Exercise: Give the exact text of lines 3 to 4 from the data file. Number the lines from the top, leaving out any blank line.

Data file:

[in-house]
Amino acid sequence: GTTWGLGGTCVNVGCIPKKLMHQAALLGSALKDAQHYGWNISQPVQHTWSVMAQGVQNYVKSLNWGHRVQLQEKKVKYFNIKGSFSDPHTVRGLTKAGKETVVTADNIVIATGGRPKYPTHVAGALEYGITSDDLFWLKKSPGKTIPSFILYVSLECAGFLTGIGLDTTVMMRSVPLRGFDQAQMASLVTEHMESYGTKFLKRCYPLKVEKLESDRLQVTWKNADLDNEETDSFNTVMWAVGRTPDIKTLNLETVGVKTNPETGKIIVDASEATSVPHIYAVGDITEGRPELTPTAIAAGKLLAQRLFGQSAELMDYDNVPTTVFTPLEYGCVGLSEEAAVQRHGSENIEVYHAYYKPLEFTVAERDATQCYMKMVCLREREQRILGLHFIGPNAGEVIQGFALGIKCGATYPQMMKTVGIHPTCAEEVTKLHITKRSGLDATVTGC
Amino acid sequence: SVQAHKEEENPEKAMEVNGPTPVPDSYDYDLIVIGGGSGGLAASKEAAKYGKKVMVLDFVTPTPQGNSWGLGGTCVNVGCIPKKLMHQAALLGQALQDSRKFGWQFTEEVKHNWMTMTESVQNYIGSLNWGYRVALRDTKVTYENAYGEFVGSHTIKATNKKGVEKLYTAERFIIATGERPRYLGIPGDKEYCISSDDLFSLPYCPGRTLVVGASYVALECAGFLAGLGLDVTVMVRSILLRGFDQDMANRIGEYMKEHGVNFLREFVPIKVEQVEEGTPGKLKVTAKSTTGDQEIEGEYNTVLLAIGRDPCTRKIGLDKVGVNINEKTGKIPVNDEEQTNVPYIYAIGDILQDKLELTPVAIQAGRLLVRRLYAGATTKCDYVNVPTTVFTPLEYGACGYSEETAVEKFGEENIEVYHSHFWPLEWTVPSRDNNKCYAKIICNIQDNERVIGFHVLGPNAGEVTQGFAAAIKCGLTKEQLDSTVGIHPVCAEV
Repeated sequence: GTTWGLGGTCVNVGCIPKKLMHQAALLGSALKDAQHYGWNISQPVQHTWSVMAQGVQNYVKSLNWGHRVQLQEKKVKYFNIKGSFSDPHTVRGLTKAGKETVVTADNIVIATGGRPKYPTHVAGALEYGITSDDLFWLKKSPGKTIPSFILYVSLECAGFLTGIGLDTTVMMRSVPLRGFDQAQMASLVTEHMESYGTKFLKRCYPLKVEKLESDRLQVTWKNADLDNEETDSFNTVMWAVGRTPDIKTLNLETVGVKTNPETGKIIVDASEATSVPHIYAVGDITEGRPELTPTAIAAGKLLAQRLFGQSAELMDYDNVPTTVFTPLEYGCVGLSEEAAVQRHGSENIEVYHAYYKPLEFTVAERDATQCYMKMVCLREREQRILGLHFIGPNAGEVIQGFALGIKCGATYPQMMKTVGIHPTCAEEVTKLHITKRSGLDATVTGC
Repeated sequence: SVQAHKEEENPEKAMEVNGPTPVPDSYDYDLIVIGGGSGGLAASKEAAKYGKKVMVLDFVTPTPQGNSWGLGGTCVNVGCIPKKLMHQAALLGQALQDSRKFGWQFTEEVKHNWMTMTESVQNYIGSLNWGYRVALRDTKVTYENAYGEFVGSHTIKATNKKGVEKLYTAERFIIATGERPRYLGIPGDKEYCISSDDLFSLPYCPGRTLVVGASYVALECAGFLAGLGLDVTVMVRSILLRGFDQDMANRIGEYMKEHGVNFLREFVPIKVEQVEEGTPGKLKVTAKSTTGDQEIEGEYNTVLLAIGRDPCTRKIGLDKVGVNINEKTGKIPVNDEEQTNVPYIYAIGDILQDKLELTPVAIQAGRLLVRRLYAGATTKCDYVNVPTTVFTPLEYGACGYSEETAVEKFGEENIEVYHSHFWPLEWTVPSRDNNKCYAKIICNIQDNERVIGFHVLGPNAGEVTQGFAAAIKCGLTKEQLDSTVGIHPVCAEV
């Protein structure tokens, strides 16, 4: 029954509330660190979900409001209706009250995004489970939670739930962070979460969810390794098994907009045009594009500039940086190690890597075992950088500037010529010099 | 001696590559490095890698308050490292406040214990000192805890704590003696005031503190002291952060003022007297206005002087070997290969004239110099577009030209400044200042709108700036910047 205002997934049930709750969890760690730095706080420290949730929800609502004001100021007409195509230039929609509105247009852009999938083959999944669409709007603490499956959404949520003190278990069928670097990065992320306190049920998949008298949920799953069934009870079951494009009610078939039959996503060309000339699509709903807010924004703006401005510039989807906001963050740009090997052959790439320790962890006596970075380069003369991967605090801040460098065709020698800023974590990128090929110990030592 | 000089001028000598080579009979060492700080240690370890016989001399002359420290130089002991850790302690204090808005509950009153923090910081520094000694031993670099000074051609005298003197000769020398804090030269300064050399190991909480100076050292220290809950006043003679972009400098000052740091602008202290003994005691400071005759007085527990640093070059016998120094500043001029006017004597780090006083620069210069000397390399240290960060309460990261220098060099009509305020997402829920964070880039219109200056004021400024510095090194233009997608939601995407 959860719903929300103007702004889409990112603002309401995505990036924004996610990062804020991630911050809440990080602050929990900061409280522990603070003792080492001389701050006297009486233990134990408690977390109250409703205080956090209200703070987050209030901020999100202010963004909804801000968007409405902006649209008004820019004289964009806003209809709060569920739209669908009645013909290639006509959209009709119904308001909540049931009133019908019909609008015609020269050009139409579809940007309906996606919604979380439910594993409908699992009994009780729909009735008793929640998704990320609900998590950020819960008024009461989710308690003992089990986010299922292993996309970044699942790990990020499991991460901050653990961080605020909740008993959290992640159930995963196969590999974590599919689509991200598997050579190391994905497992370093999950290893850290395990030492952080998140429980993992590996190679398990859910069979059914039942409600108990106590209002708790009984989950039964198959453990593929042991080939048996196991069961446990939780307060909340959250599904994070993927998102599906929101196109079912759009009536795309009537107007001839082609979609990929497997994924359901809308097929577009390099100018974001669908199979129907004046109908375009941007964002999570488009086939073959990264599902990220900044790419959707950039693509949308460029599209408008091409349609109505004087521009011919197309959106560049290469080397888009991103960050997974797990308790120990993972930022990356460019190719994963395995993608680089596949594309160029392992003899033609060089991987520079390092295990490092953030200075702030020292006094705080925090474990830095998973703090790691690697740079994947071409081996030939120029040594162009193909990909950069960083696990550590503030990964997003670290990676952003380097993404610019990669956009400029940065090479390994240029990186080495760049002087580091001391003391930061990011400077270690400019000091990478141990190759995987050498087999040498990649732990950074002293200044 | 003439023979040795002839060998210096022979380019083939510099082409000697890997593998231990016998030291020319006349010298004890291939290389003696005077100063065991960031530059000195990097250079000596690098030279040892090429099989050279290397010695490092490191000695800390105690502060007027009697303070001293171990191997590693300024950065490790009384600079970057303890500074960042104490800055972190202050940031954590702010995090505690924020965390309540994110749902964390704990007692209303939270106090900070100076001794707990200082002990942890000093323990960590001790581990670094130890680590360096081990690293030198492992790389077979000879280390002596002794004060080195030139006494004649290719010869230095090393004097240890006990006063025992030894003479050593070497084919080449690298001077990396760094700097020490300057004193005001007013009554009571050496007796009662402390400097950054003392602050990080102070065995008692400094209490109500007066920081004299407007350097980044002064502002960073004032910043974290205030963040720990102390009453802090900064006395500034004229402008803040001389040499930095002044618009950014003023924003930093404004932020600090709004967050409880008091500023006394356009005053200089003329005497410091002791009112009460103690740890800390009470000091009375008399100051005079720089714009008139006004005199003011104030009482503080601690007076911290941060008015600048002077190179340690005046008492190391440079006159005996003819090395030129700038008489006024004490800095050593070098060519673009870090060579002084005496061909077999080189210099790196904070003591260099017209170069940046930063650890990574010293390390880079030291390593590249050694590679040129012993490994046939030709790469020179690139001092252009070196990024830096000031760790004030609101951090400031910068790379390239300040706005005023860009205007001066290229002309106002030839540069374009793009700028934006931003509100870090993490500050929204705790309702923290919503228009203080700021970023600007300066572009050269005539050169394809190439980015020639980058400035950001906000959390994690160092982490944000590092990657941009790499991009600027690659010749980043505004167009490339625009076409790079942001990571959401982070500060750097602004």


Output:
Amino acid sequence: SVQAHKEEENPEKAMEVNGPTPVPDSYDYDLIVIGGGSGGLAASKEAAKYGKKVMVLDFVTPTPQGNSWGLGGTCVNVGCIPKKLMHQAALLGQALQDSRKFGWQFTEEVKHNWMTMTESVQNYIGSLNWGYRVALRDTKVTYENAYGEFVGSHTIKATNKKGVEKLYTAERFIIATGERPRYLGIPGDKEYCISSDDLFSLPYCPGRTLVVGASYVALECAGFLAGLGLDVTVMVRSILLRGFDQDMANRIGEYMKEHGVNFLREFVPIKVEQVEEGTPGKLKVTAKSTTGDQEIEGEYNTVLLAIGRDPCTRKIGLDKVGVNINEKTGKIPVNDEEQTNVPYIYAIGDILQDKLELTPVAIQAGRLLVRRLYAGATTKCDYVNVPTTVFTPLEYGACGYSEETAVEKFGEENIEVYHSHFWPLEWTVPSRDNNKCYAKIICNIQDNERVIGFHVLGPNAGEVTQGFAAAIKCGLTKEQLDSTVGIHPVCAEV
Repeated sequence: GTTWGLGGTCVNVGCIPKKLMHQAALLGSALKDAQHYGWNISQPVQHTWSVMAQGVQNYVKSLNWGHRVQLQEKKVKYFNIKGSFSDPHTVRGLTKAGKETVVTADNIVIATGGRPKYPTHVAGALEYGITSDDLFWLKKSPGKTIPSFILYVSLECAGFLTGIGLDTTVMMRSVPLRGFDQAQMASLVTEHMESYGTKFLKRCYPLKVEKLESDRLQVTWKNADLDNEETDSFNTVMWAVGRTPDIKTLNLETVGVKTNPETGKIIVDASEATSVPHIYAVGDITEGRPELTPTAIAAGKLLAQRLFGQSAELMDYDNVPTTVFTPLEYGCVGLSEEAAVQRHGSENIEVYHAYYKPLEFTVAERDATQCYMKMVCLREREQRILGLHFIGPNAGEVIQGFALGIKCGATYPQMMKTVGIHPTCAEEVTKLHITKRSGLDATVTGC